My Aeroméxico ticket was wrong, and I don’t want to pay the change fee


Gail Creath didn’t confirm her Aeroméxico ticket was booked for the correct date, and the flight left without her. Although the airline was willing to reinstate her ticket for a fee, she didn’t like that option — we don’t recommend what she did next.

Question: Toward the end of December 2016, we made a reservation by phone with Aeroméxico, flying from Chicago to Oaxaca, Mexico, through Mexico City. The date of the trip was February 1, 2017. We were to return to Mexico City on February 9, and to Chicago on February 12. It was confusing for us to do this online.

The first week in January I called Aeroméxico to say I never received an email confirmation as I had been told I would. They informed me we had missed our flight on January 1. I told them I couldn’t have made it for then as our grandchildren were here until January 3, and my husband was scheduled for eye surgery Jan. 4.

We have used the customerrelations@aeromexico email and have called their number. I asked about recorded reservations and was just now told I had to continually call back until I hit the one in 10 call centers where the agent who helped us worked.

Looking at your website I tried all three emails listed. None would go through. We would still like to go to Mexico without paying a $200 fee when we didn’t make a mistake. Can you help? — Gail Creath, Lake Forest, Ill.

Answer: I’m sorry to hear about the error on your tickets and your struggle to get the problem corrected by Aeroméxico.

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Believing that booking online would be too complicated, you called Aeroméxico for help. After you made your airline reservation with the Aeroméxico reservations agent, the airline should have immediately sent you a confirmation. When you didn’t receive it, you should have immediately contacted Aeroméxico again.

Had you noticed the problem within 24 hours after booking your ticket, you could have canceled it and rebooked it correctly, without fees. After the 24-hour window, the tickets are subject to the fees that are imposed by Aeroméxico.


You told us that Aeroméxico didn’t send you the confirmation, and you didn’t call them until the flight on which you were booked had already departed. Although airlines are not usually willing to reinstate no-show tickets, Aeroméxico offered to do exactly that and charge you a change fee, in line with its stated fees.

You didn’t like that option, so you tried appealing to our Aeroméxico contacts, but no one responded. So you reached out to us.

Our advocate advised you that it was your responsibility to review your booking, and since you did not, the airline’s offer to rebook your tickets with its stated change fees was fair. She advised you to accept the offer. Although your attempts to appeal the customer service offer with senior staff at Aeroméxico had failed and our advocate said we wouldn’t be able to help, you still didn’t like the option.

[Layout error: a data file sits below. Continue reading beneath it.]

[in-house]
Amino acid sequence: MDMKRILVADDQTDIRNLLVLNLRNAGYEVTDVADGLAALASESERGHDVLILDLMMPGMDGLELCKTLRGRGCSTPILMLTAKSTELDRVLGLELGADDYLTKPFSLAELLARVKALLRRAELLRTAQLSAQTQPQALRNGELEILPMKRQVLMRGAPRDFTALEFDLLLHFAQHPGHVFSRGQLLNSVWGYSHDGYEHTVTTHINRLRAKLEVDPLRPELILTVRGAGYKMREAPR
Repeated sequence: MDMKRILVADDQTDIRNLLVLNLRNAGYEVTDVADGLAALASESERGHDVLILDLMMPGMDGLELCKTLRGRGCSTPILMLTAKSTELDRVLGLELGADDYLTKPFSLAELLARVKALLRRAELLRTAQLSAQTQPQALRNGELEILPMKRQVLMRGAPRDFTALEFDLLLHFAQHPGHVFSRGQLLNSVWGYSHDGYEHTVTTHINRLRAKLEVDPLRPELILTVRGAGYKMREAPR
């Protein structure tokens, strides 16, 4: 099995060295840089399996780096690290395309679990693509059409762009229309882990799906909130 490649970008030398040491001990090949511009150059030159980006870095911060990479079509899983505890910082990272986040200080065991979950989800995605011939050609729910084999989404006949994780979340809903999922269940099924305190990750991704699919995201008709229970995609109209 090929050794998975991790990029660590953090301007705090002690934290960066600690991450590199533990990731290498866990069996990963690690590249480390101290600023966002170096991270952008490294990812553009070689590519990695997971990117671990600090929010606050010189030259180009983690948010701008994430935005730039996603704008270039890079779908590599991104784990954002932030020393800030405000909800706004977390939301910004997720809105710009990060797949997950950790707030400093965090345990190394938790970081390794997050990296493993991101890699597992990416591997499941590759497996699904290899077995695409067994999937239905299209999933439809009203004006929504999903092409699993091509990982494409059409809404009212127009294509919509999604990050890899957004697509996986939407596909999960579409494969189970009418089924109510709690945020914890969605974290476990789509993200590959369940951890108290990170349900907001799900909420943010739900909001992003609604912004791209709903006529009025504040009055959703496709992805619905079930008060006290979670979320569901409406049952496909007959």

So you did something that surprised us — you contacted Capital One and filed a chargeback.

Capital One reached out to Aeroméxico about the charge but didn’t hear back, so Capital One ruled in your favor. You then emailed our advocate to ensure we knew that the issue had been settled.

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I wouldn’t be too sure.

I recently wrote another story about Milton Dortch, who filed a chargeback against Delta Air Lines. It also didn’t respond to his credit card company, and the company granted Dortch’s chargeback. He thought his issue was settled, too.

But it wasn’t — Delta sent a collection agency after Dortch.

Chargebacks are at the disposal of consumers for very specific reasons, as spelled out in the Dortch story, and not noticing that your travel date was incorrect isn’t one of them. By your own admission, Capital One’s decision was by default. I hope your case doesn’t end as Dortch’s did, with a collection agency settlement, but I also wouldn’t be shocked if it does.

As a reminder to all our readers, once you’ve made your airline reservations, check your confirmations immediately, and if you don’t receive one, call the airline and demand one. You have a limited amount of time to notify the airline of any errors. And before you file a chargeback on an error you should have found, be sure your know both your and the company’s rights — and that you’re prepared for any consequences.


Michelle Bell

Michelle worked in the travel and hospitality industry for almost two decades. Born in Germany, she has lived in 15 states and two foreign countries, and traveled to more than 35 countries. After living and working in Southeast Asia for several years, she now resides in New Orleans. Read more of Michelle Bell's articles here.

  • sirwired

    $200 is indeed a cheap “out”; I would have gone ahead and paid it, and THEN continued the fight, so the only amount in dispute would have been a couple hundred instead of whatever it is these tickets cost.

  • Chris_In_NC

    If booking online is too confusing, then you shouldn’t be booking online. Use a travel agent then.

  • Alan Gore

    When you’re dealing with a call center in a foreign language, booking online is less confusing than booking by phone. That’s why in the old days when all airline reservations were made over the phone, you had to make another call before the trip to ‘reconfirm’.

  • y_p_w

    I dealt with corporate travel a few times. The company had contracted with American Express Travel, and all their agents were based in the US and I’d never spoken to one who didn’t speak in American English.